| | |

DIY Moroccan Vinyl Tile Floor

A DIY tutorial for how to install moroccan peel & stick vinyl tiles. Less messy than paint. Less time-consuming and less expensive than real tile!

Happy Eclipse Day! Olivia and I are wearing matching welding helmets in our backyard today while Robert is at work being forced to hide from the sun. (Juuuust kidding about the welding helmets. I wish we were that cool.)

Anyways, I’m losing my train of thought over here. Back a couple of months ago when I was dreaming all-things-laundry-room, I mentioned how I hoped to paint our gross vinyl floor.

(Want to see this room’s final reveal? Click here to see the full tour.)

DIY Moroccan Vinyl Tile Floor | blesserhouse.com- A DIY tutorial for how to install moroccan peel & stick vinyl tiles. Less messy than paint. Less time-consuming and less expensive than real tile!

We painted the walls, we painted the cabinets, we painted the ceiling and the trim. If you stand still in this room long enough, I will paint you.

I’ve heard of so many rockstar DIYers having success painting vinyl floors with those pretty Moroccan style stencils, and I figured I’d take a stab at it. Buuuuut then I found a less messy, less smelly, less time-consuming (hopefully more durable) solution that I’m loving even more- vinyl Moroccan tile. Yassss!

I debated a lot (and even shared a whole slew of my faves), but I landed on a clean black and white pattern to add some va-va-voom… and also help hide any dirt we traipse in here since this room is our big workhorse of the house.

DIY Moroccan Vinyl Tile Floor | blesserhouse.com- A DIY tutorial for how to install moroccan peel & stick vinyl tiles. Less messy than paint. Less time-consuming and less expensive than real tile!

Here’s how the floor started.

DIY Moroccan Vinyl Tile Floor | blesserhouse.com- A DIY tutorial for how to install moroccan peel & stick vinyl tiles. Less messy than paint. Less time-consuming and less expensive than real tile!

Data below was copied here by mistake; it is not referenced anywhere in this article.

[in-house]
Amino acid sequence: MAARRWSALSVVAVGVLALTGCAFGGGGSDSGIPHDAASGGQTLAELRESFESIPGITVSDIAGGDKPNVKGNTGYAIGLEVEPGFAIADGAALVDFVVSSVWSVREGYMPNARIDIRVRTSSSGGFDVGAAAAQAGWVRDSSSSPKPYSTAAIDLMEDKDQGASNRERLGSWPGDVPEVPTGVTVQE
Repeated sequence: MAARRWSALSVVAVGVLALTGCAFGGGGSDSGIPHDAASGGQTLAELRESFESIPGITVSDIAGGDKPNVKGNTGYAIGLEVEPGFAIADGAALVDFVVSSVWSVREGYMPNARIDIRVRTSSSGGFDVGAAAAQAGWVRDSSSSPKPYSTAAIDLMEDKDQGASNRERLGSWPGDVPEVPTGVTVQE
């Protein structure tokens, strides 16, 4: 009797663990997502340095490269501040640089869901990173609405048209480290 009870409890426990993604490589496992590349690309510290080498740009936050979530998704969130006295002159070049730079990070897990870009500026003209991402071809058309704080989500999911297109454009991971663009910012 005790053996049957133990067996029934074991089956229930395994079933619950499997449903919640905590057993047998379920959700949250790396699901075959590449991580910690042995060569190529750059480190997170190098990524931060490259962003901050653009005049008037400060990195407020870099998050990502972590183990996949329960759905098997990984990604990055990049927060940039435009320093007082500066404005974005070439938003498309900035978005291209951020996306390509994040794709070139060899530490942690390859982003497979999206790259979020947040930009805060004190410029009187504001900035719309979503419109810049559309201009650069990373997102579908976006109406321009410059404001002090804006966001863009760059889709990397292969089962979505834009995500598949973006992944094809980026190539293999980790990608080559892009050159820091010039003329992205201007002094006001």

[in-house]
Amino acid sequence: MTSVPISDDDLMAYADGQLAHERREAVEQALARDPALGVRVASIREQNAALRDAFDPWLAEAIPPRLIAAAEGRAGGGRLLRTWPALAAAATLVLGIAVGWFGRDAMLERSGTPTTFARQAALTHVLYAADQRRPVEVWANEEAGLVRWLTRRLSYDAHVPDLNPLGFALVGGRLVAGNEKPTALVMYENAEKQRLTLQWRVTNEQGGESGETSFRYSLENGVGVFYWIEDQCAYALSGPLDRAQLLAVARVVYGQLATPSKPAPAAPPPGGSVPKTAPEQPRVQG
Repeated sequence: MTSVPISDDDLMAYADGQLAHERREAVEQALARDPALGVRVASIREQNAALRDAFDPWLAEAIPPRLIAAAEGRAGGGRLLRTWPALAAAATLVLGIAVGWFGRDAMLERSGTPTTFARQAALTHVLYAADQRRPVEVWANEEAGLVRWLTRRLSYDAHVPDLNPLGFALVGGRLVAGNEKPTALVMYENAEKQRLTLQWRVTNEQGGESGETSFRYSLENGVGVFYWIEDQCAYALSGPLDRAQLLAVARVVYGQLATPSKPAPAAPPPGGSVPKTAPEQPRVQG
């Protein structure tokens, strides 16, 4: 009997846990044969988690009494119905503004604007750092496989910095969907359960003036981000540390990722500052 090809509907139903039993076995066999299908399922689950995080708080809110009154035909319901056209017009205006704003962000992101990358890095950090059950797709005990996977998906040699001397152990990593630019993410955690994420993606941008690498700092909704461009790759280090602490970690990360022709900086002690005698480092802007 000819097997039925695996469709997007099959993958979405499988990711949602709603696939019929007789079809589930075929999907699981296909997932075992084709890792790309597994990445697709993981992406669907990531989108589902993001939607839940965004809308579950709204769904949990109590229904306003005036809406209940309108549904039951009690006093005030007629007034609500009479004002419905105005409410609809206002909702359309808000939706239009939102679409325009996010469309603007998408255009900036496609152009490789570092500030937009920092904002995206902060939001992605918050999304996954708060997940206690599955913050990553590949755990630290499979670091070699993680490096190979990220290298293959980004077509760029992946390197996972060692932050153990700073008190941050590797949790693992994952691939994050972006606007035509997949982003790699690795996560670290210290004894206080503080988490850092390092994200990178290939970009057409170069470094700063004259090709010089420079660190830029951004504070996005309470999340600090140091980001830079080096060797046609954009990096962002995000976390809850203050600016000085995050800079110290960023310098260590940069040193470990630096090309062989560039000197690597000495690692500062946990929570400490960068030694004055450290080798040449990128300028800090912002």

Womp womp. Not cute.

We’re hoping in a few years we can do more of a Phase 2 renovation where we rip out the 1960s cabinets, reconfigure them to create better flow in this space, and add real tile in here. But for now, we’re cool with a quick cosmetic fix.

So here’s the skinny on how we installed the vinyl tiles.

Supplies Used:  (Some affiliate links are provided below for convenience.)

To make sure we started with a totally clean slate, I swept the old vinyl floor first and scrubbed them with the Krud Kutter TSP. Then, let dry.

We started installing the tiles in the spot that would go underneath the washer and dryer so we could get the hang of it. Since the old vinyl flooring already had straight lines on it, we were able to use that as a guide to keep the vinyl tiles straight.

If you don’t have lines on existing vinyl to help you though, use a chalk line to create a starting point since walls aren’t always completely straight.

DIY Moroccan Vinyl Tile Floor | blesserhouse.com- A DIY tutorial for how to install moroccan peel & stick vinyl tiles. Less messy than paint. Less time-consuming and less expensive than real tile!

Just peel the backing, lay it straight, and smooth it out with the wallpaper smoother tool. We didn’t run into any issues at all with bubbling, so the wallpaper smoother tool might have even been overkill. Good to be thorough though.

DIY Moroccan Vinyl Tile Floor | blesserhouse.com- A DIY tutorial for how to install moroccan peel & stick vinyl tiles. Less messy than paint. Less time-consuming and less expensive than real tile!

When we got to tricky spots where we had to trim the pieces, we just folded the tile where we needed it to crease and used a utility knife to cut it. For really complicated obstacles, we used a piece of paper backing as a template to trace with pencil and trim the tile.